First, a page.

Streptococcus equi ssp zooepidemicus and canine respiratory disease
Josepha DeLay, Emily Brouwer, Đurđa Slavić, Margaret Stalker
Animal Health Laboratory, University of Guelph, Guelph, ON
AHL Newsletter 2021;25(4):24.
The bodies of 2 young adult female mixed breed dogs were submitted to the Animal Health Laboratory for postmortem examination. Both dogs originated from multi-dog housing where outbreaks of respiratory disease had recently occurred. Dog A deteriorated rapidly and died while being treated. Dog B developed pneumothorax and was euthanized.
Lung from dog A had diffuse dark red discoloration and mild rubbery consistency. Lung lesions in dog B included diffuse atelectasis, as well as unilateral (right) red-tan discoloration, firm texture (consolidation), and pleural adhesions (Fig. 1). Histologically in lung from both dogs, bronchiolar lumens and alveoli were filled with aggregates of neutrophils variably mixed with macrophages and fibrin. Fibrin thrombi were present in either alveolar capillaries or larger pulmonary blood vessels. In dog B, additional lung lesions included patchy alveolar hemorrhage and necrosis, and pleural and alveolar septal fibrosis. Numerous coccobacilli were present among alveolar inflammatory cells in dog A.
Figure 1. Lung is firmly and focally adherent to parietal pleura (arrow), and there is multifocal consolidation (asterisk) in lung parenchyma.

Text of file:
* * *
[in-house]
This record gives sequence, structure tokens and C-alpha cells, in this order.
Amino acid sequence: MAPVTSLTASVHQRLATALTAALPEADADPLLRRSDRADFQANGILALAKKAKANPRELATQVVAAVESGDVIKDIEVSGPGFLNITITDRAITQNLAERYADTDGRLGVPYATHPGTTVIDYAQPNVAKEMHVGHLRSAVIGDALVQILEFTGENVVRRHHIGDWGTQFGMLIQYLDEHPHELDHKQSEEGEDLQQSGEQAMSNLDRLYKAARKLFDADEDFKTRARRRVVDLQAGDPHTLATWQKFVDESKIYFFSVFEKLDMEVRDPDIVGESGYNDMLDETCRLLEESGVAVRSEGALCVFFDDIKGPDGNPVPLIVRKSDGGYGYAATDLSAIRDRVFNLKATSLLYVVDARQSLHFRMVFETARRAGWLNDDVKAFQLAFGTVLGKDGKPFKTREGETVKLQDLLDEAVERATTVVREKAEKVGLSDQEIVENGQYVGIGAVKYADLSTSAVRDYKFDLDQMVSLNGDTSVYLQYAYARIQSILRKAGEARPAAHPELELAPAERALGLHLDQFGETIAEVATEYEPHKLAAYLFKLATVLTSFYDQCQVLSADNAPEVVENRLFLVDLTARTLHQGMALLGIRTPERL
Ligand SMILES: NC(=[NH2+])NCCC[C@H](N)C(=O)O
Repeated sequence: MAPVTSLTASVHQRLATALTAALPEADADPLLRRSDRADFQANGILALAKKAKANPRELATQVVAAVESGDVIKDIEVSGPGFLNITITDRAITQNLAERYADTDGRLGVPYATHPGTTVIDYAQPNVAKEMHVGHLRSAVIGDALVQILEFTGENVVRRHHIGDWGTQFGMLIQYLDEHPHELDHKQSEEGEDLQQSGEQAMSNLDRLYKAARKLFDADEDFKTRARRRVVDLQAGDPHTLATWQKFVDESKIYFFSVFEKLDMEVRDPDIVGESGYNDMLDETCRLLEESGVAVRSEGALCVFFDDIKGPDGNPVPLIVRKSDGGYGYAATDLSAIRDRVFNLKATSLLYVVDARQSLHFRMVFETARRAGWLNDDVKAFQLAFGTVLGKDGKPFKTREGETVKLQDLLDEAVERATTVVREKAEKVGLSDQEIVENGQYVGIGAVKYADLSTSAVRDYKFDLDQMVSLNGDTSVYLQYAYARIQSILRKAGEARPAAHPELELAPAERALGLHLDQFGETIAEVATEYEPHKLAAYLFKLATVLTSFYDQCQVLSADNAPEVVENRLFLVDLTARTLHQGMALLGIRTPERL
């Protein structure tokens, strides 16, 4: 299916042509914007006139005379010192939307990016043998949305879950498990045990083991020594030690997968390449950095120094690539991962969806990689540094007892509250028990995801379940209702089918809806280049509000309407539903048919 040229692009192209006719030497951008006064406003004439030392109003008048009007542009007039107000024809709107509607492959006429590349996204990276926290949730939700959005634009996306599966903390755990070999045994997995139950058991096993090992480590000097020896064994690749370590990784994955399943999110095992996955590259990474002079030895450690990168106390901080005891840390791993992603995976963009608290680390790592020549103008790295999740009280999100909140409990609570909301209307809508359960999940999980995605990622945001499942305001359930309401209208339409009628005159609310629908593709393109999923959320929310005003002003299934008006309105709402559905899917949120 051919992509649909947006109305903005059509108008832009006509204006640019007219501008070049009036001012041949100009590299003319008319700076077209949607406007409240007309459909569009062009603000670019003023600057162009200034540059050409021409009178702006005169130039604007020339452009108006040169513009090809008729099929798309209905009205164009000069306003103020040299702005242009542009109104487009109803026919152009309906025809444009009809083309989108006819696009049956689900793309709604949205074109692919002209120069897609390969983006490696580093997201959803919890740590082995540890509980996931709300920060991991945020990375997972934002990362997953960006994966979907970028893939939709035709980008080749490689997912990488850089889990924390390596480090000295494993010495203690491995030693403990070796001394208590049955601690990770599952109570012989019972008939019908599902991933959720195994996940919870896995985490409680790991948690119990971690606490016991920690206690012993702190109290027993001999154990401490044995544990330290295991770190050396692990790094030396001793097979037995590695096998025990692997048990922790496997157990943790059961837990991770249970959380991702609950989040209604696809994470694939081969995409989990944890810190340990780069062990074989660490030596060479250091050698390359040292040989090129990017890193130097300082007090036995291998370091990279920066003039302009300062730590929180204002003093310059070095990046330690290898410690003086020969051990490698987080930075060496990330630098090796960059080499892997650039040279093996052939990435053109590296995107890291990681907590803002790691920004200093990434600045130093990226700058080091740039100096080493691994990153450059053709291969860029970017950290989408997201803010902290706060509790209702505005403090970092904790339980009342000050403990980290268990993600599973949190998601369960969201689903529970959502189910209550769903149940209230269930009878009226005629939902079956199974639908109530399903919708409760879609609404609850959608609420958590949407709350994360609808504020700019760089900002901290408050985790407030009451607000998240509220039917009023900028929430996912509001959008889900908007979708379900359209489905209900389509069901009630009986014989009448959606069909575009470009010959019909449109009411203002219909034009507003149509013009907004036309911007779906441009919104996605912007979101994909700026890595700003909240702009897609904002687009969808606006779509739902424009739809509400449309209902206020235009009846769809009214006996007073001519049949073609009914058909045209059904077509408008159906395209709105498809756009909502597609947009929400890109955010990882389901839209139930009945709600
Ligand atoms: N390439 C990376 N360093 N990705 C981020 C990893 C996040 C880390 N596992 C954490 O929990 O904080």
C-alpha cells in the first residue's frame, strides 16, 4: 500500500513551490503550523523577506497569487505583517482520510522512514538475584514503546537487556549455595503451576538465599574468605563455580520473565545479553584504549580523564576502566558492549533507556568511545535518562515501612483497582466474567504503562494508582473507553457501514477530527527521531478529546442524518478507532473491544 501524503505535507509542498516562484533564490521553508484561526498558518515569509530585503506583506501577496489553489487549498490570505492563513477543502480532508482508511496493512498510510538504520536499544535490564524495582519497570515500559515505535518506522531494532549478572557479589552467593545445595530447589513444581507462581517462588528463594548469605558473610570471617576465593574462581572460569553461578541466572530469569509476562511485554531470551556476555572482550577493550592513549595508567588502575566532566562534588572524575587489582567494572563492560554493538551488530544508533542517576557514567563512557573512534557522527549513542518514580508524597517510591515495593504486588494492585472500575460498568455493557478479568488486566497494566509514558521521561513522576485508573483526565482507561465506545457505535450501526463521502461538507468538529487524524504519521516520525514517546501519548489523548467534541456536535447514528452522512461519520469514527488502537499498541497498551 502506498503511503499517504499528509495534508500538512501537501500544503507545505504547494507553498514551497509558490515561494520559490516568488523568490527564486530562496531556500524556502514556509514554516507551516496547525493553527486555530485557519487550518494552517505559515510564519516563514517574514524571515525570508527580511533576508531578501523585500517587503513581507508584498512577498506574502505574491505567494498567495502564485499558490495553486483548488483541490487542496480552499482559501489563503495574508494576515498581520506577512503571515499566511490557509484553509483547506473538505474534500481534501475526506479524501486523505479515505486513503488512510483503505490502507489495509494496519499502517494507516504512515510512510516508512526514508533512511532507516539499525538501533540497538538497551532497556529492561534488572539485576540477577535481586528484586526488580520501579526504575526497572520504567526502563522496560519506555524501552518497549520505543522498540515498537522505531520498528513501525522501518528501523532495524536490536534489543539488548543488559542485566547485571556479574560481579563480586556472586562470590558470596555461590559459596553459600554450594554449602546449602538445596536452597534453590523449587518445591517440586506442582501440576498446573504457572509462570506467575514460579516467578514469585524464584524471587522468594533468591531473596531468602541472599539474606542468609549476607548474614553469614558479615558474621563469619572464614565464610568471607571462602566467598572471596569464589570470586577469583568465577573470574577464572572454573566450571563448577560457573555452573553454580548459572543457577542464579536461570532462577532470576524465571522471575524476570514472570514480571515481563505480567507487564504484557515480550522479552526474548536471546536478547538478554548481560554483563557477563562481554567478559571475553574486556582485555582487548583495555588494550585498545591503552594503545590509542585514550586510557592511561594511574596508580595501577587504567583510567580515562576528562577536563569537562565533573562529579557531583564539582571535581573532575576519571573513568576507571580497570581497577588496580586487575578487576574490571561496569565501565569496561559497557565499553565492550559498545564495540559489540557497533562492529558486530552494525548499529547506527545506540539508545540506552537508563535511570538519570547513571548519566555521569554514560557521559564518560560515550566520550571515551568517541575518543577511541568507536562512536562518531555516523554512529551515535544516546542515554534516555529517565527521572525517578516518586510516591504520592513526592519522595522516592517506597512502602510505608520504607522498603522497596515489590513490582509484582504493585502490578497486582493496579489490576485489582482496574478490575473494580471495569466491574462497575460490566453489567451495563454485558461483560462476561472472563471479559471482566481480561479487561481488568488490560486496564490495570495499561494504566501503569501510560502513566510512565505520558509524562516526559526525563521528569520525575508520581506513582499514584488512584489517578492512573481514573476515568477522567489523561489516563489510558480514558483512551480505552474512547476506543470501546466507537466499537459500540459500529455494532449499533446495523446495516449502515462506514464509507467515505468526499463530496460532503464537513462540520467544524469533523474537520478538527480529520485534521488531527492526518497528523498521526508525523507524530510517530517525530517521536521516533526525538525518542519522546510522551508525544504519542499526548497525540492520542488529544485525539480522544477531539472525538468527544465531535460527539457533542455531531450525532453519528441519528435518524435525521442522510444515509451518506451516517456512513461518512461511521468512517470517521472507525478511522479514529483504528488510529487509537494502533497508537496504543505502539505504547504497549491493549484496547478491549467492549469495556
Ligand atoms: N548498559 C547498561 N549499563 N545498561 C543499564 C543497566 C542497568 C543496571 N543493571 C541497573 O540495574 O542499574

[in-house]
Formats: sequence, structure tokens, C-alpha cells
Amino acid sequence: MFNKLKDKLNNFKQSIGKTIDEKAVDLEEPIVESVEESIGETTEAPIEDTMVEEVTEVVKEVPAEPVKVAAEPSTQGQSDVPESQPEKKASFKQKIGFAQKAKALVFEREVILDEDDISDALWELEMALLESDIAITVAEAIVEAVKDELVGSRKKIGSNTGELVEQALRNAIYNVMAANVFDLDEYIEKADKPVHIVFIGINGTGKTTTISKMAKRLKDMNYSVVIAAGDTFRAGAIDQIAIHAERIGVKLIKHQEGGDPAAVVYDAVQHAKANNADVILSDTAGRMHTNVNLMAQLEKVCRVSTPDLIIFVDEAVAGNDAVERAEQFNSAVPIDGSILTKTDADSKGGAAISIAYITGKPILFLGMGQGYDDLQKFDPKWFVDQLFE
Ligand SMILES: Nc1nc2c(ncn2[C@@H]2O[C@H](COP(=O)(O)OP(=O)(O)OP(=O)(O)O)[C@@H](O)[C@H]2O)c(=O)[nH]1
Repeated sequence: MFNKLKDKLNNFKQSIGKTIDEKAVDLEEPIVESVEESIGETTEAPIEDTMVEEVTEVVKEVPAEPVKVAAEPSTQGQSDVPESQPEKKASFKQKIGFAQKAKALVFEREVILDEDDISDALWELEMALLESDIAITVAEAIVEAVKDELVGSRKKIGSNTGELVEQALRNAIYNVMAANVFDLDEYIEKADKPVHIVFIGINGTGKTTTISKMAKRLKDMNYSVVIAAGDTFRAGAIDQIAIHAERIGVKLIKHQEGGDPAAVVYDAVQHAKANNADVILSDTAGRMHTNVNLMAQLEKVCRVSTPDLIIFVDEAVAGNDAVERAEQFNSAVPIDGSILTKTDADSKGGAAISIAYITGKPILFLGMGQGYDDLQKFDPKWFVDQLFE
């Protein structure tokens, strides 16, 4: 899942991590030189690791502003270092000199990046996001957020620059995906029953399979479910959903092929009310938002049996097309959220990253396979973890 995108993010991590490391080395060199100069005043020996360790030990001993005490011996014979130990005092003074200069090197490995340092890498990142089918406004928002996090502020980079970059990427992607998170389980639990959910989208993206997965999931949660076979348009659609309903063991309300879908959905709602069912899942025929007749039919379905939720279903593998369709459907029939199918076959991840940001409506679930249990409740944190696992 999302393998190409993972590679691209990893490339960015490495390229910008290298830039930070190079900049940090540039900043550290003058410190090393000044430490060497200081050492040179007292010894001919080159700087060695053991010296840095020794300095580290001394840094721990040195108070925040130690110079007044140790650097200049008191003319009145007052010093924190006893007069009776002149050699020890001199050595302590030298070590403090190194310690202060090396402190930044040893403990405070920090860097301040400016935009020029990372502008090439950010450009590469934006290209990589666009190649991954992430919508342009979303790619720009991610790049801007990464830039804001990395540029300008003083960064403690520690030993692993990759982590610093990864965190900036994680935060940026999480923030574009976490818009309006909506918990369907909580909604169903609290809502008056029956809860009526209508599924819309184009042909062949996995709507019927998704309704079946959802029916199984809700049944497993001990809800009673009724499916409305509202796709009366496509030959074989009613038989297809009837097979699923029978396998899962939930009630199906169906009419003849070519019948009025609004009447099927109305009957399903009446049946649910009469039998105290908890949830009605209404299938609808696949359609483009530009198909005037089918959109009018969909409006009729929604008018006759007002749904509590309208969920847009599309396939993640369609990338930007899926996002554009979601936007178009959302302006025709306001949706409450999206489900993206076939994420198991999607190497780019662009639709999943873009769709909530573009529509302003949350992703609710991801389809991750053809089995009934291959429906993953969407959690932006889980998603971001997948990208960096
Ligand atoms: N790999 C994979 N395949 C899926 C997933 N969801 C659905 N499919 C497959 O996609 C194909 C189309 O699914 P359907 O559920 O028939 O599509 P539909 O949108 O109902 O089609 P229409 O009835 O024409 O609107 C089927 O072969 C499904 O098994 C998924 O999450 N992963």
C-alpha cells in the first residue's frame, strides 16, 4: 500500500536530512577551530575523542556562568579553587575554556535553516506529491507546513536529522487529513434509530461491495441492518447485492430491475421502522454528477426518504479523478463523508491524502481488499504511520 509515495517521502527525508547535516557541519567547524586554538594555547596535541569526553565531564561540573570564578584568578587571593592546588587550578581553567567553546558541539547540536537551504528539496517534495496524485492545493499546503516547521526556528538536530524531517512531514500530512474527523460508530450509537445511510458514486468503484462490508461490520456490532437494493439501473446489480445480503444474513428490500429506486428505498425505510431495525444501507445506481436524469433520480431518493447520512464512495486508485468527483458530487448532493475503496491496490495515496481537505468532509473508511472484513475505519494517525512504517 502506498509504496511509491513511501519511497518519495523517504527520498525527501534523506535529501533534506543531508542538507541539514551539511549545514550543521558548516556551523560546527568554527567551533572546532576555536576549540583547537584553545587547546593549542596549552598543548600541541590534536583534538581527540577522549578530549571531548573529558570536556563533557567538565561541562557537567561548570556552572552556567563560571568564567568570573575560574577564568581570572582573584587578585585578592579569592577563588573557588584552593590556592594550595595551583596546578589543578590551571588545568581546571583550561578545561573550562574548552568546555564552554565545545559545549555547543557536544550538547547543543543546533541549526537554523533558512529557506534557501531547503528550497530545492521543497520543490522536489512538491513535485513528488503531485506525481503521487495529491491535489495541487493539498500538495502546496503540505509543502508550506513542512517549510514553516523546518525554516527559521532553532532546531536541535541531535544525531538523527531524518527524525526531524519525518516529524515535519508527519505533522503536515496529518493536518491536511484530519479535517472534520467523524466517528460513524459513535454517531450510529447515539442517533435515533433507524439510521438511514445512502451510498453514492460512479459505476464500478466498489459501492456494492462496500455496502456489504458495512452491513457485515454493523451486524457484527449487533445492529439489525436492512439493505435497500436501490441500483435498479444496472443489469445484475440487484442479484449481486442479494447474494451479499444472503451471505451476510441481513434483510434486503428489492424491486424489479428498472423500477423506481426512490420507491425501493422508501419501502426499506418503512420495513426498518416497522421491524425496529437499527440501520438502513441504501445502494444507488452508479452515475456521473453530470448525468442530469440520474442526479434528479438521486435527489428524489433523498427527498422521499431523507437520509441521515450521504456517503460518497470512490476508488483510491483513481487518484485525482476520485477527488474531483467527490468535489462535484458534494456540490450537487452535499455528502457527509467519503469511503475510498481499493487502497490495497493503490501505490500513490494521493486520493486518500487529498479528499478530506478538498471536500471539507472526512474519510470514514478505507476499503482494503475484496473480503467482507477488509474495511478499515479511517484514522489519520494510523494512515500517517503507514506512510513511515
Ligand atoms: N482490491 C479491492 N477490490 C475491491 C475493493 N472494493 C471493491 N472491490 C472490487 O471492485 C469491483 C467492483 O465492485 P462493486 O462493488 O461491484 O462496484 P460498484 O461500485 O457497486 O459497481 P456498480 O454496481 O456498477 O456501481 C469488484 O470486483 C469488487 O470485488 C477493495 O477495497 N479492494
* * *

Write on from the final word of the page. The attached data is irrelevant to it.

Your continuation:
The inflammatory lesions in lung from each dog were typical of a bacterial etiology, and Streptococcus equi ssp. zooepidemicus (S. zooepidemicus) was isolated in moderate to large number from lung of both animals. PCR tests for various viral pathogens (canine parainfluenza virus, canine adenovirus 2, canid herpesvirus-1, canine distemper virus, influenza A virus) identified concurrent, low level infection with canine parainfluenza virus in dog 1, but did not detect any of these viruses in lung from dog 2.
S. zooepidemicus is recognized as a contributor to the canine infectious respiratory disease (CIRD) complex (‘kennel cough’), and may be the main pathogen identified in respiratory disease outbreaks in kennels and shelters. Rapid progression of pneumonic clinical signs and a poor prognosis have been described in dogs with respiratory disease attributed to S. zooepidemicus. Typical lesions are similar to those present in the dogs in this report, including fibrinosuppurative and necrotizing or hemorrhagic bronchopneumonia, sometimes with pleuritis.
Although more frequently encountered as an opportunistic pathogen in horses, S. zooepidemicus has also been isolated from other species in addition to canids. Recent outbreaks of S. zooepidemicus in swine have been associated with a highly pathogenic strain containing specific SzM gene mutations which were not detected in either canine isolate evaluated in this case report. AHL
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